In the Uvalde massacre, this poisonous thinking was illustrated by the fact that a large number of well-armed police officers were unwilling to take any action at all UNLESS THEY HAD “POLICY GUIDANCE” from their superiors. In other words, they had been deliberately programmed not to use their initiative or to think for themselves.

    Remember my essay here about “Precious Procedure and Process”? These policemen had been catechized to believe that “adherence to proper procedure” trumps everything else. Better to let the children die, rather than violate “procedure” or “policy guidelines.”

    • Susan Jarvis Bryant

      Joe, thank you very much for this. I’ve been devastated by the inaction of those who could have saved lives and wondered why, O why doesn’t their collective conscience allow them to rise up and do something… now it’s obvious – “POLICY GUIDANCE”. That explains why the majority of the world is in this mess today… policy guidance trumps conscience. Policy guidance trumps truth. Policy guidance leaves us helpless and soulless.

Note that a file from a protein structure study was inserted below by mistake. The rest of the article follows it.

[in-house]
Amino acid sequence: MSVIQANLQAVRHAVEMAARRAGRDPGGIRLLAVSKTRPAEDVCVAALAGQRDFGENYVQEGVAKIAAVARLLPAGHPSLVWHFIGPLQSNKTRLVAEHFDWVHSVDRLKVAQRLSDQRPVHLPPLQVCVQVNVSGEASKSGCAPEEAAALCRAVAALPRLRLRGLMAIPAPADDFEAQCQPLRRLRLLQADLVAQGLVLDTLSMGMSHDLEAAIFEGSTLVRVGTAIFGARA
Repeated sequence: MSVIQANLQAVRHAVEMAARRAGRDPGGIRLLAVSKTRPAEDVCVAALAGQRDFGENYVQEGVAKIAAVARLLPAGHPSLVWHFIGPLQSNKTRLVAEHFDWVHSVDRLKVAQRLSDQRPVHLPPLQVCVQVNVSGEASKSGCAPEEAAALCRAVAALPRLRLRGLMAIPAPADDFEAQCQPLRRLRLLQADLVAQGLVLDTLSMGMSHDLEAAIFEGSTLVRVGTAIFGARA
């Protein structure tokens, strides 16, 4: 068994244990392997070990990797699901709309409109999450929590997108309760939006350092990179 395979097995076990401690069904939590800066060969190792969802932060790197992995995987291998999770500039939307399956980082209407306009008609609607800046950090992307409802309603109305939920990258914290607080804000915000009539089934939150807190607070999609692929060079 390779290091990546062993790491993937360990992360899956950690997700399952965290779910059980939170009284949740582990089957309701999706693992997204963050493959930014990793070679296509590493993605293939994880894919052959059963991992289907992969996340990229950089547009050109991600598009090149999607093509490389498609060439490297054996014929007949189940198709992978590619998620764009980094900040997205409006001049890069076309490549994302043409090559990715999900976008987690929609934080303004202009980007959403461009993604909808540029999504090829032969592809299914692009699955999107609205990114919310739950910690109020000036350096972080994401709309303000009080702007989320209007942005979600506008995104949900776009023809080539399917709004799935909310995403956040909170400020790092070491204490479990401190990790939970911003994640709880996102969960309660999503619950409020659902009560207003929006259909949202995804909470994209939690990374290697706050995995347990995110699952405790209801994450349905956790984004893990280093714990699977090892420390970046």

9. Yael

    This is a superb poem on Liberty Susan and it brightened my day to be able to read it. I especially enjoy “Would we require a tempest’s ire unfurled
    __To understand the wonder of our world?”
    I’ll be pondering your question for a while, not only because I love the rhyme and flow of it but also because I often take too many things in this world for granted.
    I wish everyone here a joyful Memorial Day.

    • Susan Jarvis Bryant

      Yael, thank you very much for your lovely comment, and I’m glad you like my contemplative couplet, although, having read your insightful and beautiful comments for some time, you never strike me as someone who takes anything for granted. Your attitude and outlook are an inspiration. I hope you had a joyful Memorial Day yourself.

  10. C.B Anderson